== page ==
Every new year I sit down and write a lengthy list of goals. Last year I did it stream of consciousness style on a Google doc. Most years past I’ve used a notebook to jot things down. Neither are a bad way to do it, and it’s always nice to read back through to see what I was working on last year.
But I’ve become a bit more methodical (in my old age) and typed up a big numbered list on google docs this year. 32 things! Eek! But I have to tell They’re not all hard. You might even look at it as part to do list, part list of goals. For example, one is “clean out my closet”, another is “repaint the back porch floor”, and “teach Charlie to ride a bike”. These are just (kind of mundane) tasks that really do need to be done and I can cross them off and not think about them again for a good long while. But others need a bit more doing. Things such as “run 6 miles without rest” and “read 80 books” and “find inspiration, but stop mindless scrolling”. This is all fine and good to say those things, but how do you get there?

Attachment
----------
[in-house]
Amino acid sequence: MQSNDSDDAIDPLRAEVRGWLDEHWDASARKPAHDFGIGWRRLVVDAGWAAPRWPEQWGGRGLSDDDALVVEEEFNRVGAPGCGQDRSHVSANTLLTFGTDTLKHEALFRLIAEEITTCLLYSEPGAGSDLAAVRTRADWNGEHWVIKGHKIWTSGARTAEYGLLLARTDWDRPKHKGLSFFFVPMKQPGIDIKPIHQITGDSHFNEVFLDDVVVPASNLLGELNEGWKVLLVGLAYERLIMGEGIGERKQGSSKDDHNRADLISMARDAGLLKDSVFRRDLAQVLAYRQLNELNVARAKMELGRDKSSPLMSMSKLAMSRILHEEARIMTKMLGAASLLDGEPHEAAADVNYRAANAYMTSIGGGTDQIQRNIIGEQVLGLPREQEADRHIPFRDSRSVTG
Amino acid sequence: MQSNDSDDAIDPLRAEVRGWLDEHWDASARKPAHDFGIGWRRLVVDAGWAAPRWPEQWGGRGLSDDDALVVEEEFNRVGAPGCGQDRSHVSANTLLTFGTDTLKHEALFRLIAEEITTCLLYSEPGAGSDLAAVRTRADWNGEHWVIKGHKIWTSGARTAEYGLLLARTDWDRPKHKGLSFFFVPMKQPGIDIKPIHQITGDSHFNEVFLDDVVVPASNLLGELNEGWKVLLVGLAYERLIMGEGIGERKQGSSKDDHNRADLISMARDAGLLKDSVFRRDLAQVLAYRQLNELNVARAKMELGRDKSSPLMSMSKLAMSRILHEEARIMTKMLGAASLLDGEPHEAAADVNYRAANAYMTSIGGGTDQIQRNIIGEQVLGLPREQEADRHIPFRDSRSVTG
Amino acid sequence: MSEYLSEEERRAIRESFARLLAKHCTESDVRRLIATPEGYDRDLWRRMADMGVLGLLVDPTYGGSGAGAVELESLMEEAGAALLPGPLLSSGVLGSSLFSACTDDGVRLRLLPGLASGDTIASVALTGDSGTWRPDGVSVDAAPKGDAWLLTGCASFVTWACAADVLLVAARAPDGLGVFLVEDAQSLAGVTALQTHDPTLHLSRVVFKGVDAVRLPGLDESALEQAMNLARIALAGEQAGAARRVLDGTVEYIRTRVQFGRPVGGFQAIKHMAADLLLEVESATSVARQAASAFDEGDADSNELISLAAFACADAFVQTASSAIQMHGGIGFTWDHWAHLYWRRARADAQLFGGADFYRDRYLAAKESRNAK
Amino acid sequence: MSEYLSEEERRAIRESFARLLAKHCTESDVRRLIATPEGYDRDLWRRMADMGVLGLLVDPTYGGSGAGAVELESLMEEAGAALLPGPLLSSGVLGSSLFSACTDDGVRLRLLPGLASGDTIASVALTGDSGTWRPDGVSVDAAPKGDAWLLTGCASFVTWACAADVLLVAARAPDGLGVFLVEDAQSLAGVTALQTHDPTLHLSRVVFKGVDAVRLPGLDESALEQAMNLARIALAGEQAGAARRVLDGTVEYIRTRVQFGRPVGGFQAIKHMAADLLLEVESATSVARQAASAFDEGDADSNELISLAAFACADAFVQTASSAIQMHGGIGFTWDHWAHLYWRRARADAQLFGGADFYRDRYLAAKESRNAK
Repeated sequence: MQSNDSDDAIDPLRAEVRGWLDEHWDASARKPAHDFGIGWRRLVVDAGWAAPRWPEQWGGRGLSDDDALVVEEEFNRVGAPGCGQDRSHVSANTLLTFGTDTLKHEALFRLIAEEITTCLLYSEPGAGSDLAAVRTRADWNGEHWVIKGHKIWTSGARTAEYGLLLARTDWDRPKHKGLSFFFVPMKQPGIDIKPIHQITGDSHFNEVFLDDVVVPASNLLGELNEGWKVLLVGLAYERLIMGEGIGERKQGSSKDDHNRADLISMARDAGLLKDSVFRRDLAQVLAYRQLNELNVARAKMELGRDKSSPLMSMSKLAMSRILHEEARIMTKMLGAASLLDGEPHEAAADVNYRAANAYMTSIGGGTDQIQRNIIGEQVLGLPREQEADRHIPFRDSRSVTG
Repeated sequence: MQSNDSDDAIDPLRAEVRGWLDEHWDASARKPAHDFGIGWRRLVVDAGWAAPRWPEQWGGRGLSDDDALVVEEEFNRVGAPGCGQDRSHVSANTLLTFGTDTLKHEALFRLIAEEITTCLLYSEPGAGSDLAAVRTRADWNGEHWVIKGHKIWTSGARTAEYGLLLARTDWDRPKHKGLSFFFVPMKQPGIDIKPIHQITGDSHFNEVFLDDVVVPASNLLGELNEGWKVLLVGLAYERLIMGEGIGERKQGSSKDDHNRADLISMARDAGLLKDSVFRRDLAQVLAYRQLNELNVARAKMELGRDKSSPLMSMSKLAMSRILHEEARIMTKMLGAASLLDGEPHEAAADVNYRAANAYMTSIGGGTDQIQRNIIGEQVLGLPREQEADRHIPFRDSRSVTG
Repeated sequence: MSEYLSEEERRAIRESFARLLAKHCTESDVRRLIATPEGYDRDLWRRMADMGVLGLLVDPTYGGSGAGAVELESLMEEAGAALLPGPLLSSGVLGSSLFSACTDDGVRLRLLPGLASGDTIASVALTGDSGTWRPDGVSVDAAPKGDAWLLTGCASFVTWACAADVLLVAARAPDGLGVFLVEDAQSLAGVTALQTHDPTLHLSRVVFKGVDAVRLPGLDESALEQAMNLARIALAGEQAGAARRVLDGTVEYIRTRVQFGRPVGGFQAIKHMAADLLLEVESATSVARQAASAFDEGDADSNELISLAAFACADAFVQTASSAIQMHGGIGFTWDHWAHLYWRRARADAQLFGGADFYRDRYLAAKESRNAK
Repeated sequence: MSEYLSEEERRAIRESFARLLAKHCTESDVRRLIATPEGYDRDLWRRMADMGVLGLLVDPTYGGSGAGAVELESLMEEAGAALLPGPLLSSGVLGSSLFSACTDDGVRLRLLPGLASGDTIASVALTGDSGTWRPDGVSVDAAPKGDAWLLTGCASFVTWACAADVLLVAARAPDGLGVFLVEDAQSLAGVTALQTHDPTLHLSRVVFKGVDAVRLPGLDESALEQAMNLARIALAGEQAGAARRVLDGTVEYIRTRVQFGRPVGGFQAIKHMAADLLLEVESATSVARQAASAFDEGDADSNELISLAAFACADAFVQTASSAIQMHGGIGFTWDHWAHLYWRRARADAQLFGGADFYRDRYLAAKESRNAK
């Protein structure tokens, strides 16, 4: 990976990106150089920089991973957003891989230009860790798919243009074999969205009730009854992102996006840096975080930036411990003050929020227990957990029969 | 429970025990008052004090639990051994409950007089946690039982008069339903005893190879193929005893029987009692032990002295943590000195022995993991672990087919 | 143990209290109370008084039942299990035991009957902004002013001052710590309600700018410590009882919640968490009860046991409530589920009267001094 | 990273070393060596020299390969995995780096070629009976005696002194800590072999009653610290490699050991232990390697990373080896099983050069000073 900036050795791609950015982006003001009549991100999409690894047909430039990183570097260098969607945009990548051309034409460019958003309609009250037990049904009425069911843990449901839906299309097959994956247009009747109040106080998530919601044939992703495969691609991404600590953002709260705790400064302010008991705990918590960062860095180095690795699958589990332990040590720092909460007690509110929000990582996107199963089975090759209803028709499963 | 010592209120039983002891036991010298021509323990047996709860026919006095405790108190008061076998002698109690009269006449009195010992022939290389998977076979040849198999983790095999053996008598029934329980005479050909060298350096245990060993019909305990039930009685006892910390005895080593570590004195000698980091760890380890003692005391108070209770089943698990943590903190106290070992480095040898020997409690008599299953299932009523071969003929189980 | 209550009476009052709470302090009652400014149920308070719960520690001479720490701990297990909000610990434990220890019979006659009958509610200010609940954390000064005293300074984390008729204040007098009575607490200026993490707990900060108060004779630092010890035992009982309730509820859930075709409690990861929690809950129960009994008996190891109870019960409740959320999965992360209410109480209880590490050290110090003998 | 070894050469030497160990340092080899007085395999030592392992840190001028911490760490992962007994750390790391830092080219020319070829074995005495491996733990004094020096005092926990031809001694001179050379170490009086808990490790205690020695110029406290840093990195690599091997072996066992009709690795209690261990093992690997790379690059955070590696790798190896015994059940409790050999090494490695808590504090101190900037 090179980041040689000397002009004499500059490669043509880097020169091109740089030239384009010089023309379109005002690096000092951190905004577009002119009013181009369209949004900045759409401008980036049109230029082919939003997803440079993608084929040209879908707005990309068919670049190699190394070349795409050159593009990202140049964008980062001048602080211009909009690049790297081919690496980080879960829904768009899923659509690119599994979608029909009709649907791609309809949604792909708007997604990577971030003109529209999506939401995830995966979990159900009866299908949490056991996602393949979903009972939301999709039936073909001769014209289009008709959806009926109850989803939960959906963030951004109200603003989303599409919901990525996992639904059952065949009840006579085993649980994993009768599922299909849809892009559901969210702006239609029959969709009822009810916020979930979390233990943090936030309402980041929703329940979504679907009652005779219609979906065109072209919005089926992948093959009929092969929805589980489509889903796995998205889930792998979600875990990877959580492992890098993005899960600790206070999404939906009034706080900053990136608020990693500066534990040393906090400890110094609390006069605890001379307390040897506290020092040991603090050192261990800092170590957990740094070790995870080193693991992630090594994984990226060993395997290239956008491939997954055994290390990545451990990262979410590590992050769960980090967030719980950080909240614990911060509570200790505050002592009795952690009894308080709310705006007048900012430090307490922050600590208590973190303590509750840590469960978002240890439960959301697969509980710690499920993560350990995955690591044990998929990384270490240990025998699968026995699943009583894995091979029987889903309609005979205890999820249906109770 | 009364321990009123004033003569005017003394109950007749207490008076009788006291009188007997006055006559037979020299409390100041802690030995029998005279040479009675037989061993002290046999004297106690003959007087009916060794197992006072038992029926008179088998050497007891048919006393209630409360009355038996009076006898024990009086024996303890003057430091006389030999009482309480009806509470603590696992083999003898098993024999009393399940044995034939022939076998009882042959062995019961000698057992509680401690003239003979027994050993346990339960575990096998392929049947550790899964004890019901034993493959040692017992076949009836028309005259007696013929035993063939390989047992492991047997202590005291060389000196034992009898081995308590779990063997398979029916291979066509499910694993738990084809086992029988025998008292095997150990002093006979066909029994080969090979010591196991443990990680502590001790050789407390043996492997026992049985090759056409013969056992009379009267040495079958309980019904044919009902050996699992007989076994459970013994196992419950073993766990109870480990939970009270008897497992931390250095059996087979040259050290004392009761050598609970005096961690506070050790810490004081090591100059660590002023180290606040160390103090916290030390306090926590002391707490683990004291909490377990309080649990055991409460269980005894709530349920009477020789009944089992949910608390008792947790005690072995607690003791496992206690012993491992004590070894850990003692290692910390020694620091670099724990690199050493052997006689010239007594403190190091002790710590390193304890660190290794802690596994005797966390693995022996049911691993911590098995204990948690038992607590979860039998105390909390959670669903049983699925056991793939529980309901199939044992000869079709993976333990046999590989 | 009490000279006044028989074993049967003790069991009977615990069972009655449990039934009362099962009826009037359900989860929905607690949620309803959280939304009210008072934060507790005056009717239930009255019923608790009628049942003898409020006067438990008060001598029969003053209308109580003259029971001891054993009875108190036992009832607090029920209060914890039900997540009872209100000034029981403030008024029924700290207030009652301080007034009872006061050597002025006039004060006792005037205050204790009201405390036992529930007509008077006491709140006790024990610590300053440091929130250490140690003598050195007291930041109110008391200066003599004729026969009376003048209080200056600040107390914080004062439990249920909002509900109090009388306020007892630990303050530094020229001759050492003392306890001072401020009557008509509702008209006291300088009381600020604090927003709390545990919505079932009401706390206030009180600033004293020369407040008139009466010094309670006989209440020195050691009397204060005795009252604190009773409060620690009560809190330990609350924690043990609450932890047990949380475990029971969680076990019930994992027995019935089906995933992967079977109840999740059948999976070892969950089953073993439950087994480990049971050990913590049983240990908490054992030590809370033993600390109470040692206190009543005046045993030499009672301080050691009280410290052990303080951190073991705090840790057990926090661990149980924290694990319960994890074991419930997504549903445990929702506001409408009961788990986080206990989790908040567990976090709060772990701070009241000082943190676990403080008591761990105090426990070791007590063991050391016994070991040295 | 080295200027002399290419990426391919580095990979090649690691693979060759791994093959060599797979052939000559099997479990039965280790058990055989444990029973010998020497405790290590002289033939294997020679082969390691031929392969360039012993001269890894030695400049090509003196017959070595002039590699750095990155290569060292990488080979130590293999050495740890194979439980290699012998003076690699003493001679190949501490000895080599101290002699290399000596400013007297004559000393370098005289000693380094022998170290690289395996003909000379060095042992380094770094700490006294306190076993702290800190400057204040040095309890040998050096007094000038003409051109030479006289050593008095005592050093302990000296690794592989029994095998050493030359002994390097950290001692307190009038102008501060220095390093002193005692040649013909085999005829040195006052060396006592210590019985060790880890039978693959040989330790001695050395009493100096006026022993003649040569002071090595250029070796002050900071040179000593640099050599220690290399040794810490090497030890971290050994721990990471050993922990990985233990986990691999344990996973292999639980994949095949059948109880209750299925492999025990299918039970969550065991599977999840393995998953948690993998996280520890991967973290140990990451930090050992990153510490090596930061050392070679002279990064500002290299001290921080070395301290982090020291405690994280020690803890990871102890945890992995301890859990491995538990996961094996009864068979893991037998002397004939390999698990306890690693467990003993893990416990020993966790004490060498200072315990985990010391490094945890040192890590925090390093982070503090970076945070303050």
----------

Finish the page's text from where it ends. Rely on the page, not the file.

So this year, I took my list, and under each item I added “HOW?” And then I jotted down some notes for each.
How am I going to make sure that I make it to a yoga class each week? I need to communicate with my husband to see what night works with his schedule. I sent him a text to see for this week and went ahead and signed up for the class this week. Done
How am I going to make sure that we potty train Luke? Well I know that this summer would be ideal. If we do it in June then we’ll have a nice long chunk of time that we’re off school and we can just be home and near the potty. I wrote it in all caps in my planner.
How am I going to make sure not to buy any clothes new for me or the boys this year? I’m going to pick a day to thrift each week after school.
If it helps you to see exactly what it looks like in my document, here are a couple:
- Do Duolingo every day.
- Pick a specific time and stay consistent.
- Set a reminder on my phone.
- Read 80 books.
- Aim for 2 books a week.